It was a business empire that will never be forgotten in the fascinating story of West Yorkshire’s public transport and whose name continues to evoke warm nostalgia.
Independent bus operator Samuel Ledgard was held in high regard by both passengers and staff alike between 1912 when it was founded and 1967 when it closed, so much so that a society of former employees and bus enthusiasts remains active - and visibly so in the market town of Otley today to mark a special anniversary.
It is 50 years ago this month that the company was taken over by the West Yorkshire Road Car Company after a revolutionary period for public transport in the region, and to commemorate the milestone vintage buses lined up in Otley’s North Parade car park for people to inspect close up, while free vintage bus rides departed from the bus station.
It was inn-keeper and brewer Samuel Ledgard who launched the company, which had a depot in Otley, in the years before the outbreak of the First World War.
The story of its origins begins with Mr Ledgard’s decision to buy his first motorised charabanc.
Samuel worked for his father, who was a publican with several pubs in Leeds. When he was 21 he bought The Nelson on Armley Road where he stayed for 55 years. He turned the pub into a hotel which developed into outside catering, tent hire and haulage. To provide food for his catering business, he set up a small farm to grow his own vegetables and he began to increase his haulage operations.
It was at this time that he noticed that many hauliers would take the backs off their lorries at weekends and fit seats to take people on trips to the coast - a trend which triggered his decision to acquire a charabanc of his own.
From then on his firm grew rapidly as a number of local competitors were bought up.
Samuel died in 1952 aged 77, leaving son Tom to run the firm until it closed in 1967, by which time its fleet numbered some 112 vehicles and had achieved the distinction of having transported regular Leeds folk far afield and giving them access to a hitherto unaccessible style of life.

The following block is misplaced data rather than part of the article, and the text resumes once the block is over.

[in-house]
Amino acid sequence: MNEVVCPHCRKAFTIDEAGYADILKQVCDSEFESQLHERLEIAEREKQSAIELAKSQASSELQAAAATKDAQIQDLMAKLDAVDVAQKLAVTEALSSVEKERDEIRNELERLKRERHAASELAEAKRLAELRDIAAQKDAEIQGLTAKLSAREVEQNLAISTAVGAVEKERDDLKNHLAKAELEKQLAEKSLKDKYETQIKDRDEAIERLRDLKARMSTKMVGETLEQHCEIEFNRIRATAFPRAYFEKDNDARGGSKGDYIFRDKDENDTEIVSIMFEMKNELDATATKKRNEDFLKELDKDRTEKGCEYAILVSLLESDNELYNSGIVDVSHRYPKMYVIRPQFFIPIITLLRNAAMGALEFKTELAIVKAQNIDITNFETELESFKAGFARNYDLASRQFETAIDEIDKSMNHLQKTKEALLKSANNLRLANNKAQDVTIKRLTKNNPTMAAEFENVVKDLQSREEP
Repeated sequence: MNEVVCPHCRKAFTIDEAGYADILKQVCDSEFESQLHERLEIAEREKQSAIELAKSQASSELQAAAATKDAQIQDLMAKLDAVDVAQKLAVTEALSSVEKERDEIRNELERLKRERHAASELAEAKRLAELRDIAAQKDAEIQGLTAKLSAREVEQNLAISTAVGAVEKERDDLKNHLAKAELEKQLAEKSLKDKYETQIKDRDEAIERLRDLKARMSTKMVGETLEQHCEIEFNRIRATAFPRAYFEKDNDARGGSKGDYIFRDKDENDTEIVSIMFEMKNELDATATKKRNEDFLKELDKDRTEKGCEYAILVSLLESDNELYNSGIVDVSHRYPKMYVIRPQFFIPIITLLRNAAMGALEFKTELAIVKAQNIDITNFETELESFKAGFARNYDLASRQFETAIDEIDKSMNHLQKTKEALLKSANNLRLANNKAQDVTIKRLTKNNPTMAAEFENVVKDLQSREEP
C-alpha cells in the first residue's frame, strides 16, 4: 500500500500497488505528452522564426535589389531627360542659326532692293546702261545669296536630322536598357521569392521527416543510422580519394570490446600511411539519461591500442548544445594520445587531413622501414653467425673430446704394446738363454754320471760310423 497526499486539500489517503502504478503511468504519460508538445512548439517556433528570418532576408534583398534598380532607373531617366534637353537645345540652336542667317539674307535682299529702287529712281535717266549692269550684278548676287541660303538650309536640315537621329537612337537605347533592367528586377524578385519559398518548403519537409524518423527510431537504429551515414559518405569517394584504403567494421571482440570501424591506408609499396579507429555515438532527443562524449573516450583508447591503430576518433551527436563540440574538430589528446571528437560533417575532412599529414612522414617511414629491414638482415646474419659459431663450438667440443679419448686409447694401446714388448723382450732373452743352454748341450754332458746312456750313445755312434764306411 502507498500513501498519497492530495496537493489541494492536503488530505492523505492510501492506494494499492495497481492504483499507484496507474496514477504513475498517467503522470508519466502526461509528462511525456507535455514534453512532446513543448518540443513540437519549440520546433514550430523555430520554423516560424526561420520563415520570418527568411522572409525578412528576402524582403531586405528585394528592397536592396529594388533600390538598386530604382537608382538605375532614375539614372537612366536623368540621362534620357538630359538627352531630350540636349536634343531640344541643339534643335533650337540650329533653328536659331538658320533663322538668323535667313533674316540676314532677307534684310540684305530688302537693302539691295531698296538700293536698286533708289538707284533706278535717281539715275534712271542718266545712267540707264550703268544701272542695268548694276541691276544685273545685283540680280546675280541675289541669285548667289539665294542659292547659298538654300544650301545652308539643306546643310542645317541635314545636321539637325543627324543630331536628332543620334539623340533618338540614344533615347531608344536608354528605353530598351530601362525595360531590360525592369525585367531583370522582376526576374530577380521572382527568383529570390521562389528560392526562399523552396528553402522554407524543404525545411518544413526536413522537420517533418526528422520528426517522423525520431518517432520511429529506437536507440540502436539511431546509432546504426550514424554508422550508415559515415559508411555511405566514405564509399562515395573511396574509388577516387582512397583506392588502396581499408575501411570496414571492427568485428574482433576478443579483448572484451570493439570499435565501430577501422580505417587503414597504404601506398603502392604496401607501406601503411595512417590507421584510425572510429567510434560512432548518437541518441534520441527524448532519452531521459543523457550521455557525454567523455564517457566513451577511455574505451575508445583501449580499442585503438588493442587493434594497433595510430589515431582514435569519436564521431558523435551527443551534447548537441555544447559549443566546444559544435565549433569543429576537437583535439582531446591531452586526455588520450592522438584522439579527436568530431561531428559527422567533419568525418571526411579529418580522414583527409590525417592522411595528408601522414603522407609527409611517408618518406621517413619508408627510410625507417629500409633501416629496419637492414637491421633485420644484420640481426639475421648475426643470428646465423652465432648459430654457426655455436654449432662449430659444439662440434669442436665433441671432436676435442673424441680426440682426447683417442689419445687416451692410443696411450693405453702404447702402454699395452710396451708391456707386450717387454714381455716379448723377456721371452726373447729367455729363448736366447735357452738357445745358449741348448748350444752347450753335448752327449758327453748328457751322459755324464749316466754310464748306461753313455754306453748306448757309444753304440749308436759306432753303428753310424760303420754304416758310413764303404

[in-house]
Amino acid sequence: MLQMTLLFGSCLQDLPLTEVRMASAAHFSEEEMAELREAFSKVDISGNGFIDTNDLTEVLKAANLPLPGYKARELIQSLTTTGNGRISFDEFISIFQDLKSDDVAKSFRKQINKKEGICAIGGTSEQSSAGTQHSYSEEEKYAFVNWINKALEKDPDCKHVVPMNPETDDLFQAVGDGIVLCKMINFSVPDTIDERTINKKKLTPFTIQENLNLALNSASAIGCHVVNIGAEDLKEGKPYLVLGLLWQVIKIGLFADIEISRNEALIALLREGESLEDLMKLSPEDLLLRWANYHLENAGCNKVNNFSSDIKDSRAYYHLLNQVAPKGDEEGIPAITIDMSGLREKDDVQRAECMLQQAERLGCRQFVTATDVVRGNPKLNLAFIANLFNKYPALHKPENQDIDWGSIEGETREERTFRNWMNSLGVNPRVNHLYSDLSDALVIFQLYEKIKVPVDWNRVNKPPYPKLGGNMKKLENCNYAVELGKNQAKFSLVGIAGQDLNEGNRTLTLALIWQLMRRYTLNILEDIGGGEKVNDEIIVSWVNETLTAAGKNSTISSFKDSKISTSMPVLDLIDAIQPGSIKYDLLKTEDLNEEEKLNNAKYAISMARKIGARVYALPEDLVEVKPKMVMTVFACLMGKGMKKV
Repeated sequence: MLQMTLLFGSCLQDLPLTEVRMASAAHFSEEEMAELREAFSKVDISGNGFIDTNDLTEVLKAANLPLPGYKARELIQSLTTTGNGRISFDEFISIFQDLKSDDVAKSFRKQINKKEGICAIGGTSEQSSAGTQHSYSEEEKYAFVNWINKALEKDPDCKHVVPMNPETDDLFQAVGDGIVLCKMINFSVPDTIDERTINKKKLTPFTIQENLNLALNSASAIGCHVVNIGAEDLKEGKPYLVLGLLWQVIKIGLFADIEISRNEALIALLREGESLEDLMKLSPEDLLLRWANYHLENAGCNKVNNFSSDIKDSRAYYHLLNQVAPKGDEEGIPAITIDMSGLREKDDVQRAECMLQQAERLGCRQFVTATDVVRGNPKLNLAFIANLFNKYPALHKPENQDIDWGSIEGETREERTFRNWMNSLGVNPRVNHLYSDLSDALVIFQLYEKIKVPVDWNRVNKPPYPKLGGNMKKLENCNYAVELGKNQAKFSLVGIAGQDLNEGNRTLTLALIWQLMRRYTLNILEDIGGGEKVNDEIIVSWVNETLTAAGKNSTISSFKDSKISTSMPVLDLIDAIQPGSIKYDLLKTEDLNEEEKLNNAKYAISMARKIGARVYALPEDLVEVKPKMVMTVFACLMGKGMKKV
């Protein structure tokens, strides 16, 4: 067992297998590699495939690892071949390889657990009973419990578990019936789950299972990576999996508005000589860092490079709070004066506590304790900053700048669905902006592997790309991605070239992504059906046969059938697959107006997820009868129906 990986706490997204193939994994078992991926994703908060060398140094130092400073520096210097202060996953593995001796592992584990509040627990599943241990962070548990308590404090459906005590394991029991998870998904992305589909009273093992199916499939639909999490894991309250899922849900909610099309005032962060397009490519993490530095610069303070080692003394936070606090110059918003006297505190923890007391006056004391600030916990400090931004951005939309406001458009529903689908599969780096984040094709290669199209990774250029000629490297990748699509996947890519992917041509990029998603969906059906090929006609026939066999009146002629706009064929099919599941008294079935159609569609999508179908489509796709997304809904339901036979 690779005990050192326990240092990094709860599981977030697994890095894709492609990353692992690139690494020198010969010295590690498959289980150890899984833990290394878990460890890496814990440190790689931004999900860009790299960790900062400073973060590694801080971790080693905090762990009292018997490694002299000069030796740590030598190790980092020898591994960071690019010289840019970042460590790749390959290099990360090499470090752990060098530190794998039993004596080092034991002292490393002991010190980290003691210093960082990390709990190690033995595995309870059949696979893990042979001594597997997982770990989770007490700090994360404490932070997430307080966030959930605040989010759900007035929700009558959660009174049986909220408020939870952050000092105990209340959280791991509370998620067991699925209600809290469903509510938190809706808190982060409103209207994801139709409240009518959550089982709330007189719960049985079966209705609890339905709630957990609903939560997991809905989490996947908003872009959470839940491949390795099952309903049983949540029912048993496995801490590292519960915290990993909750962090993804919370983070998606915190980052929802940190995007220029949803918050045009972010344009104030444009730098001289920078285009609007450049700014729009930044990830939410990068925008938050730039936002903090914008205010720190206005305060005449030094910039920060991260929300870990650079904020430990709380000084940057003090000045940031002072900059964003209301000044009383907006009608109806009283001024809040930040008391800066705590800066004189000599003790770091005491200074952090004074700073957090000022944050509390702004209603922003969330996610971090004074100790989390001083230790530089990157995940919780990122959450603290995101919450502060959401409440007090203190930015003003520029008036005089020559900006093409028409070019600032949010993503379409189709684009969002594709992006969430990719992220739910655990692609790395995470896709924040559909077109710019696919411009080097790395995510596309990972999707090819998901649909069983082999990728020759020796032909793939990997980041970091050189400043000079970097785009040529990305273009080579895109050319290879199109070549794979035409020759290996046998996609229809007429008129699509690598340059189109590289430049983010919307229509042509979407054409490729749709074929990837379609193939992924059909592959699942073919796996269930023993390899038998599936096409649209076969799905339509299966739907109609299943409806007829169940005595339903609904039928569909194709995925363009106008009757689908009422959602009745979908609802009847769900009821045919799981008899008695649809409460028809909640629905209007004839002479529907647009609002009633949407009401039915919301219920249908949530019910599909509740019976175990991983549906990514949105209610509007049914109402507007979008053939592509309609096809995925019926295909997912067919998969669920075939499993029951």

That heritage was celebrated yesterday at The Samuel Ledgard Society’s event where Don Shaw-Bate, 77, of Horsforth, was one of the vintage bus exhibitors.
Mr Shaw-Bate used to work as a fitter at the firm’s depot in Armley and acquired the last of the company’s fleet of 31-seater 1949 Leyland Tiger buses in 1968.
Having subsequently sold the bus, only to buy it again in 2000, he has spent the last 17 years lovingly restoring it to something like its former glories.
Reflecting on the repute of Samuel Ledgards, he said: “They were very good to work for. When I started there the pay went up by 50 per cent on the previous job I’d had - I thought I had won the Pools!
“Back then you always caught a Sammys bus. People were very loyal to them and the drivers treated people properly. If they saw someone running for the bus they would stop for them. It was things like that which made them popular.”
Former bus conductor Chris Youhill, 81, who was also in Otley for the celebrations and spent six years working for Ledgards, said: “It was special for bus enthusiasts. Everything to do with the firm was one-off and every day was enjoyable. The wages were also very good for the time.”
A founding member of the Ledgards Society, Mr Youhill, added: “It’s still a local legend in Otley. Ask anyone what they say about present bus operators and they’ll say ‘bring back Sammys!’”
SAMUEL’s FIRSR CHARABANC
The Inn-keeper and bus operator Samuel Ledgard gave the first motorised charabanc that he bought the name ‘The Nelson’.
Although he owned a pub of the same name, his choice of title for his new vehicle was inspired by his idol, Admiral Lord Nelson.
In a quirk of fate during the First World War, when the Ministry of Transport were requisitioning vehicles, they came to see Mr Ledgard and asked for The Nelson charabanc.
He agreed and even provided his most loyal employee, Benny Clough, to drive it when it went to France and although Mr Clough was to return safely, The Nelson charabanc was never seen again.